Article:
Long Lost Page 7

Coach Bobby made a squawking noise. The fight was over right there. I knew that. Or at least I should have. I should have stepped back and let him gasp to the ground.

But that mocking voice was still in my head. . . .

“Hey, kid, do that again. . . . The rest of the season he’s a target. . . . We have a chance at a cheap shot, we take it. . . . Chicken!”

I should have let him fall. I should have asked him if he’d had enough and ended it that way. But the anger was out now. I couldn’t harness it. I bent my left arm and began to spin full force counterclockwise. I planned on landing an elbow blow directly to the big man’s face.

It would be, I realized as I spun, a devastating blow. The kind of blow that caves in the bones of a face. The kind of blow that leads to surgery and months of pain meds.

At the last second, I came just enough to my senses. I didn’t stop, but I pulled back a little. Instead of landing square, my elbow careened across Bobby’s nose. Blood spurted. There was a sound like someone had stepped on dried twigs.

Bobby fell hard to the ground.


It was Assistant Coach Pat. I turned toward him, put up my palms, and shouted, “Don’t!”

But it was too late. Pat took a step forward, his fist cocked.

Win’s body barely moved. Just his leg. He snapped a kick at Coach Pat’s left knee. The joint bent sidewise, in a way it was never supposed to. Pat screamed and dropped to the dirt as though he’d been shot.

Win smiled and arched his eyebrow toward the other two men. “Next?”

Neither man did so much as breathe.

My rage dissipated all at once. Coach Bobby was on his knees now, cradling his nose as if it were a wounded animal. I looked down at him. It amazed me how much a beaten man looks like a little boy.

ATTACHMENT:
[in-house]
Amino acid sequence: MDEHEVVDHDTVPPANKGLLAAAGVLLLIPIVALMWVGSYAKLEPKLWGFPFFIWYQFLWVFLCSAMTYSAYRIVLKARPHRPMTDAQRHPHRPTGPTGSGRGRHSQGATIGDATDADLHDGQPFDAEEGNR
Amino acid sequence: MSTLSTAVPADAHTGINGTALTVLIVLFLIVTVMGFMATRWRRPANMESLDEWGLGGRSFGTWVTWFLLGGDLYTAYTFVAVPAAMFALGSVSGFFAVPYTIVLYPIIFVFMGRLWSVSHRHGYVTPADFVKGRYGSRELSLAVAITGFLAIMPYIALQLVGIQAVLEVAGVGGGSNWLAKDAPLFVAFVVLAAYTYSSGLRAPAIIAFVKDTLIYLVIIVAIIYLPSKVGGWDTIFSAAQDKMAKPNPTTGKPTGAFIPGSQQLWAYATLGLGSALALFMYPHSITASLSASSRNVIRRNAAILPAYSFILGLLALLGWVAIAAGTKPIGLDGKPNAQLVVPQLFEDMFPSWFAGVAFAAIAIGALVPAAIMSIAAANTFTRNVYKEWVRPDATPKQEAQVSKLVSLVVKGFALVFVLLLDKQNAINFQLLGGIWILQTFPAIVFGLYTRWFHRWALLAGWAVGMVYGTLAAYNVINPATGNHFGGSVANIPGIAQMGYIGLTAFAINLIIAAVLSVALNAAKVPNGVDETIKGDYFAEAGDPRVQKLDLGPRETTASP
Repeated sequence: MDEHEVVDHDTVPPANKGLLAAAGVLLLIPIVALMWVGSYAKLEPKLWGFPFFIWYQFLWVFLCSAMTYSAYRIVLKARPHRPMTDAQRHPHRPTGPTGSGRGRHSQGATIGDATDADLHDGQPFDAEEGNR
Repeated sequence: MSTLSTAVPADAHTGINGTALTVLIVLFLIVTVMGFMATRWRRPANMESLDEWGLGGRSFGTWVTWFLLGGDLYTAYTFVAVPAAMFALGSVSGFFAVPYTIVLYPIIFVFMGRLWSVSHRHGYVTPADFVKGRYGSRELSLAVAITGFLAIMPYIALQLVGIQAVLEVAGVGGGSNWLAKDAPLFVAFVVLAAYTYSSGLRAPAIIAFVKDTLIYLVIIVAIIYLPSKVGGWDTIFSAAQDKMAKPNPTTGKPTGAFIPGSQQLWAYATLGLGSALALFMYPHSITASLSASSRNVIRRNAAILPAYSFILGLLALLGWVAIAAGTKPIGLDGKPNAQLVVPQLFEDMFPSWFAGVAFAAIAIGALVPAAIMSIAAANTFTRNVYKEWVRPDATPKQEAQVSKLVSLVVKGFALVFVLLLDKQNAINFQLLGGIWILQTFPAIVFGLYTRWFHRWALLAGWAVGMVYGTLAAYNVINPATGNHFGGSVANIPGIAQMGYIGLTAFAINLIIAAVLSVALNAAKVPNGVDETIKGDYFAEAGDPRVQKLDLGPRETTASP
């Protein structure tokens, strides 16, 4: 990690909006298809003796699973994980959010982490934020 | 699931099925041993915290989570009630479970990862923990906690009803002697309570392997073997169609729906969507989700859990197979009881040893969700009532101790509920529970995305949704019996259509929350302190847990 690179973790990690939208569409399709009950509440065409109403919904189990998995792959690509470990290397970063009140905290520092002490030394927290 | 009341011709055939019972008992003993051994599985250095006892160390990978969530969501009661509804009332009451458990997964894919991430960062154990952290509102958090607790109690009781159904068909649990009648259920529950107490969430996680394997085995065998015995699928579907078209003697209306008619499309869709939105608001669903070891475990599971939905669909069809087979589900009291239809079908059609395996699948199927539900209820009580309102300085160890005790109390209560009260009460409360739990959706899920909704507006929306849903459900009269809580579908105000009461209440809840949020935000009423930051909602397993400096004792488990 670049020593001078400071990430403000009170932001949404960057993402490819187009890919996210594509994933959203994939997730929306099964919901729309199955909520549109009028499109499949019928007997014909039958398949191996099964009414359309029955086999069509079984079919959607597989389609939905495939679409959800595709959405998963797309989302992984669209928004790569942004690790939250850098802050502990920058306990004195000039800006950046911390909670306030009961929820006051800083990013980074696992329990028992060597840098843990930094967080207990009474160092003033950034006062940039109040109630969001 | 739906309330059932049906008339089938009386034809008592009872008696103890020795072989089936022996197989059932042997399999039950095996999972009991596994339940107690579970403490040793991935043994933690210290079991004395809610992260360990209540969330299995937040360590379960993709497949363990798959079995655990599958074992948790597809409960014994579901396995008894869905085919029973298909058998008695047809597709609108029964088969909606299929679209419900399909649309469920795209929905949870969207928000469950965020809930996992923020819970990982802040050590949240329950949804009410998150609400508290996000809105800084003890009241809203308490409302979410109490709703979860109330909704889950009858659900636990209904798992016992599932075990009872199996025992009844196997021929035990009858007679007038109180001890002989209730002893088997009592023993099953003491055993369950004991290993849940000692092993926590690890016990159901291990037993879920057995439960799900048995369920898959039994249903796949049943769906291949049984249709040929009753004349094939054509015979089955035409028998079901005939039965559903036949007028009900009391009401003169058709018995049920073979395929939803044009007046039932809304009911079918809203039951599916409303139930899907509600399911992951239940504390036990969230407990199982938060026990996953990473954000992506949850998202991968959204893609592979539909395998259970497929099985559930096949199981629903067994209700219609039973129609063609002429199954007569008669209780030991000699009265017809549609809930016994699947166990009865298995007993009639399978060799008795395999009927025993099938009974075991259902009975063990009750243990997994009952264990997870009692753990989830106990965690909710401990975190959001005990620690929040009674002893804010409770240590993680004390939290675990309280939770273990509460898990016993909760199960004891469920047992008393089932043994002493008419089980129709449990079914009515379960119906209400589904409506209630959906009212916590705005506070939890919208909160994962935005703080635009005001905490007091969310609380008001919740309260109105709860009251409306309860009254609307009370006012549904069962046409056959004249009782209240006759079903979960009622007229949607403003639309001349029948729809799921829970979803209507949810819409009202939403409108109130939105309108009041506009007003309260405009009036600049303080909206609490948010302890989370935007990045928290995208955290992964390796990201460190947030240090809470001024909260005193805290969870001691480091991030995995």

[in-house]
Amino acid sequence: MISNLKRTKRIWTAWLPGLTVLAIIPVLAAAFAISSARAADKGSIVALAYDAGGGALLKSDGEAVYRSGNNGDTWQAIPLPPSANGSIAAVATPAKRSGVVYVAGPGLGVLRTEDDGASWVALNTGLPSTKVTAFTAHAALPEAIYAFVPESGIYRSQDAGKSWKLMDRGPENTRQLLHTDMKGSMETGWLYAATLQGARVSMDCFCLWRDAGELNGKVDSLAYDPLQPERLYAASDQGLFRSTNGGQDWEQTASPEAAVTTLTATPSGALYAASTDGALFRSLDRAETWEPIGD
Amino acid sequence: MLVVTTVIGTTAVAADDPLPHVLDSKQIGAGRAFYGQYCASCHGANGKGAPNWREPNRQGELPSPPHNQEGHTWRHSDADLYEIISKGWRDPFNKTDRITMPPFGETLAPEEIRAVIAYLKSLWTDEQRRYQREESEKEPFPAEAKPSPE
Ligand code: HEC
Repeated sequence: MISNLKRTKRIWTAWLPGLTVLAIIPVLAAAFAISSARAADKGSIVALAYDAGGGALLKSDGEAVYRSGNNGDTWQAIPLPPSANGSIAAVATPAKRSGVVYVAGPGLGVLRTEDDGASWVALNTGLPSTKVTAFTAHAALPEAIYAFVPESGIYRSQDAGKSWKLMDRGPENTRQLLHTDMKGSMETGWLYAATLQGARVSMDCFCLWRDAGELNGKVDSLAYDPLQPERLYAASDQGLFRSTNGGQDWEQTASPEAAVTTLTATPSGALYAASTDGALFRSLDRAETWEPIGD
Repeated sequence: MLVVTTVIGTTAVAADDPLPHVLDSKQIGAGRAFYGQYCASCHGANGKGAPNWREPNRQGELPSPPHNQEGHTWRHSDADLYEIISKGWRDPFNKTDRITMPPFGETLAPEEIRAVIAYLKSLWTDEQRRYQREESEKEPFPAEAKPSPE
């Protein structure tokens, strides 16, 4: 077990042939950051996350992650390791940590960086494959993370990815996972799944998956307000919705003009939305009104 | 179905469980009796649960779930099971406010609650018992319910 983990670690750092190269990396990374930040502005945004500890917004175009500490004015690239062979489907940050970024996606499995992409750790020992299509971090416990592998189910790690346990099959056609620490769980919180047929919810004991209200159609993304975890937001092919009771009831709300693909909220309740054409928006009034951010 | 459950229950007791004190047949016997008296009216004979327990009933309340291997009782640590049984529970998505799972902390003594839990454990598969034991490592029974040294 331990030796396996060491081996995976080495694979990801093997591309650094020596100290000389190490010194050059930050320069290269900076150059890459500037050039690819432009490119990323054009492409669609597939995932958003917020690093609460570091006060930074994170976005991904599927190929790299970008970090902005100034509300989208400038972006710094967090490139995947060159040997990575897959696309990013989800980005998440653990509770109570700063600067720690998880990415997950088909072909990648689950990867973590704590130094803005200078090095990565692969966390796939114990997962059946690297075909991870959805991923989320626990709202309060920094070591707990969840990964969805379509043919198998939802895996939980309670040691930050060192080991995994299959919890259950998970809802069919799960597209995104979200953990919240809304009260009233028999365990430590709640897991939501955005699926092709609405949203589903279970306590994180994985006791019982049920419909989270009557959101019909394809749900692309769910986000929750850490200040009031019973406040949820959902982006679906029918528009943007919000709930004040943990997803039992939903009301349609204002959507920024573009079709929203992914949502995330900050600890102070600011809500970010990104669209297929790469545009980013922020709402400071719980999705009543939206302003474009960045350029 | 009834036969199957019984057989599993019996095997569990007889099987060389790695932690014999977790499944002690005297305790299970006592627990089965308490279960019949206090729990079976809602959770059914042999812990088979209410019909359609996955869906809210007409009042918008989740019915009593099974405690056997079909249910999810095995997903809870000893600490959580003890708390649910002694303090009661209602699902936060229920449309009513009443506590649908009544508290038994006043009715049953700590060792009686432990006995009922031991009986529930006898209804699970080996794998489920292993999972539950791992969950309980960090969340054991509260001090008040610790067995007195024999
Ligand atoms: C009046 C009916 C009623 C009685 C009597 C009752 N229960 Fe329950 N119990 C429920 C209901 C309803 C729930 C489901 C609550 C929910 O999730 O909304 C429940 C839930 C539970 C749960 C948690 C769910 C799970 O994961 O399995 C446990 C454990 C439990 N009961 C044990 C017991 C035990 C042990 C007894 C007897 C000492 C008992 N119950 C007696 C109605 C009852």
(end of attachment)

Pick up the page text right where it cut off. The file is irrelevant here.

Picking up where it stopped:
“Let me help you,” I said.

Blood poured from his nose through his fingers. “Get away from me!”

“You need to put pressure on that. Stop the bleeding.”

“I said, stay away!”

I was about to say something in my defense, but I felt a hand on my shoulder. It was Win. He shook his head as if to say, No use. He was right.

We left the woods without another word.

When I got home an hour later, there were two voice mails. Both were short and very much to the point. The first was hardly a surprise. Bad news travels fast in small towns.

Ali said, “I can’t believe you broke your promise.”

That was it.

I sighed. Violence doesn’t solve anything. Win would make a face when I said that, but the truth was, whenever I resorted to violence, which used to be fairly frequently, it never just ended there. Violence ripples and reverberates. It echoes and really never seems to go silent.

The second message on the voice mail came from Terese:

“Please come.”

Any attempt at hiding the desperation was gone.

Two minutes later my cell vibrated. The caller ID told me it was Win.

“We have a small situation,” he said.

“What’s that?”

“Assistant Coach Pat, he of the need for orthopedic surgery?”

“What about him?”

“He is a police officer in Kasselton. A captain, in fact, though I won’t ask to wear his varsity jacket to the prom.”

“Oh,” I said.

“Apparently they are thinking of making arrests.”

“They started it,” I said.